Not “concerned,” in the sense of “what will become of it?” (although there is that), but just rather with Photography (capital “P”) and how it is a part of me and what I can do to develop (sorry) that part of me. The weird thing is this: I’ve recently made the foray into the not-inexpensive digital SLR world, by purchasing a Canon Digital SLR. Let there be no mistaking: I’m wild about this camera. It’s a great camera. I feel like I’ve come home, in terms of having back the responsiveness of an SLR that I grew up with, a responsiveness that was lost for a number of years as I played with a variety of point-and-shoot pocket digital cameras. Those cameras all had their own merits, too, but also their foibles. Mostly, I guess these have to do with my preconceived notions of resolutions and lens quality, etc. I guess, equipment issues. Speed of focusing, ease of use, resolution, that sort of thing.
Recently, I’ve had some photographic experiences not directly tied to my own work. I’ve been reading essays by Janet Malcolm on some of history’s great photographers—Steiglitz, Weston, etc. And it’s been interesting—more so than I might have guessed, honestly—to read some things about the lives of these characters. In many ways, they had plenty of their own foibles. Weston, for instance, was a quite the heartbreaker, apparently. Steiglitz was rather an asshole.
These things are sort of beside the point, but I learned some interesting things not too long ago when I went out on a “photo day” with my friend Boyd. I wanted to play with this lens that I’d rented; Boyd, however, showed up to our location with a 4 x 5 large-format camera—a looming beast in a box, on a hulking tripod. Boyd came prepared to shoot about a dozen pictures. That is the nature of his contraption. It’s not about volume, but rather about quality. Which is more indicative of the history of “art” photography, I guess. I suppose it would be overly broad to claim this about photography in general, since photojournalism has long required “mass shooting,” as my friend Jenna recently referred to the common practice of shooting many many pictures.
And it’s not that I think it crazy to approach photography from this labor-intensive handful-of-images approach, it just hadn’t really occurred to me. It’s a whole other aspect of photography that I had never considered. The nature of my historic relationship (mostly self-taught) with photography has been the convenience of the SLR, which has, ironically and from time to time, seemed rather inconvenient to me, compared to the myriad of pocket cameras that have emerged over the years. In fact, a fascination in one camera in particular, the Lomo, is sort of what got me back into photography after some years of waning interest. That was followed somewhat by a brief foray into the delightful lo-tech medium-format wonder of the Holga. And I’ve seen people on Flickr who can do spectacular things with seemingly modest cameras.
Now, with my Canon, I have probably the nicest (and certainly by far the most expensive) camera that I’ve ever owned. And, let’s not be coy: My investment is modest compared to the potential of future investment in lenses and so forth. But here’s the rub: As I upgrade my equipment, I’ve found a growing concern in me: the concern that whatever idiosyncratic style that I may have might be lost as I “join the troops” who shoot with the standard arsenal of equipment. A little voice inside says: Maybe you’d be better off to stick with, say, toy cameras, to keep some sort of oddness that some people seem to love about your photos. But, conversely, maybe I would be hiding in that idiosyncrasy— limited by a limited technology.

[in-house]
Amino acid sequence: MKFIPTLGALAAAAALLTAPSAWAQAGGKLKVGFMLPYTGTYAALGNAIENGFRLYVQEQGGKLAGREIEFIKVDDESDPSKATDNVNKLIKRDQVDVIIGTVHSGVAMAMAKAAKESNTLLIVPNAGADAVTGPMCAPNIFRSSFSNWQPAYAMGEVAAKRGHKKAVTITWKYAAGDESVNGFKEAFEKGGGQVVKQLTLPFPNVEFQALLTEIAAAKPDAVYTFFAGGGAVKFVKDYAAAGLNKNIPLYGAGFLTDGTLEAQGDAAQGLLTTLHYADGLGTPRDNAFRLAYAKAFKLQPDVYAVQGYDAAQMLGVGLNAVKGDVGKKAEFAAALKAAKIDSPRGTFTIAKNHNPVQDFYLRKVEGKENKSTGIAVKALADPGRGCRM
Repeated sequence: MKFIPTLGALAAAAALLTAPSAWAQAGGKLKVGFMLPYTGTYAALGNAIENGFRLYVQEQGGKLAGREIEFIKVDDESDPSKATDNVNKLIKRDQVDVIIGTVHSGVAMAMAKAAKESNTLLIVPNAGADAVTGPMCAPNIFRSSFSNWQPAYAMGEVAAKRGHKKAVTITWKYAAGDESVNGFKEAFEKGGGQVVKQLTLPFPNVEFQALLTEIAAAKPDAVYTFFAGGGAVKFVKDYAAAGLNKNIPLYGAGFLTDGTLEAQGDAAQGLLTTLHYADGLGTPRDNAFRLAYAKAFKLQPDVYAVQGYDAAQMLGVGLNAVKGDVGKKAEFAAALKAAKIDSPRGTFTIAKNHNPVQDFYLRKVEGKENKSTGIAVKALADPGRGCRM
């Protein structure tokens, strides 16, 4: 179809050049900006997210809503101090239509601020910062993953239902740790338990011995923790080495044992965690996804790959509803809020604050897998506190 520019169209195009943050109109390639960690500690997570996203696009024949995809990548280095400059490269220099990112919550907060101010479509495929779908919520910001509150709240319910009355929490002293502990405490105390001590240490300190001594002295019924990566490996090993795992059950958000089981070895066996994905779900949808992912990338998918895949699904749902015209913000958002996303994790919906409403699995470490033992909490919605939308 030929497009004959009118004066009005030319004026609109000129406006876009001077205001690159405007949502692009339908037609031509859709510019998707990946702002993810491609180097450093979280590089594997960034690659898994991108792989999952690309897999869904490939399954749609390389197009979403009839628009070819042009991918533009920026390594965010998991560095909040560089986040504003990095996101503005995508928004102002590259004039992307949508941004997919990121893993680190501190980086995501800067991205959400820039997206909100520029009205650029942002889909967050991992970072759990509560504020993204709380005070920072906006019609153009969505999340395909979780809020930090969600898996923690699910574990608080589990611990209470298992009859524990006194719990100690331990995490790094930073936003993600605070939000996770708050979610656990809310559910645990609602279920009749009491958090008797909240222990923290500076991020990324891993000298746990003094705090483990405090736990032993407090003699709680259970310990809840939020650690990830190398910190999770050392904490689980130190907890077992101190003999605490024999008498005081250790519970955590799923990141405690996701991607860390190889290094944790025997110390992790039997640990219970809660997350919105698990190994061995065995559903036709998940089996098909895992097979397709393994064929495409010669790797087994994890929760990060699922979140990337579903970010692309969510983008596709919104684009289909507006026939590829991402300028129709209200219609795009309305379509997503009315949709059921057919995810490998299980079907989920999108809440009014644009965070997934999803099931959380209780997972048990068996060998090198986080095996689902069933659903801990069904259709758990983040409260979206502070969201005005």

So, while I’m mildly skeptical of my equipment, it’s for surprising reasons: I just bought a new lens, and looked forward to getting it. But after shooting with it, I was happy with the clarity of the resulting photos, but maybe a little uncomfortable about how … normal they looked. I mean compared to some of my weird, old blurryvision® pix, of which I’m mighty proud.
And to dovetail this in with my mentions of essays about the giants of photography and my experience with my friends who have forayed into medium-format film photography—It’s easy to forget—or never even know—how hard, how complicated, how demanding photography used to be. Now, everybody has a camera. There’s phone cameras, there’s little bitty cameras, there’s an army of soccer moms with XTi’s just like mine. Which causes me to gulp a little bit. I would like to be a (more) remarkable photographer. I would like (and there’s some embarrassment here) to be known as a remarkable photographer. And let’s not forget this: ideally, I might also like to be paid as a remarkable photographer.
But reading these essays and watching my medium-format dabbling friends, I’m seeing that—historically—being a remarkable photographer was much much much more arduous. And why should that matter? There’s is a romance about that which is undeniable to me. To understand the science, to gather together (and care for!) the equipment, to master the darkroom, and to shoot in such a way that might —might!— lead to a handful of exposures in the course of a day— And all this without the least bit of a guarantee that the photographer would even have the camera pointed at the right thing in the first place.
It’s kind of mind-blowing, really. I guess that’s all I’m wanting to say. But if you want to get together and talk about it over a drink or coffee or (heaven forbid) over a photo shoot, I’m game.
I’m going to stick with this digital business for now; but I reserve the right to change my mind and start shooting with Brownies, if so moved.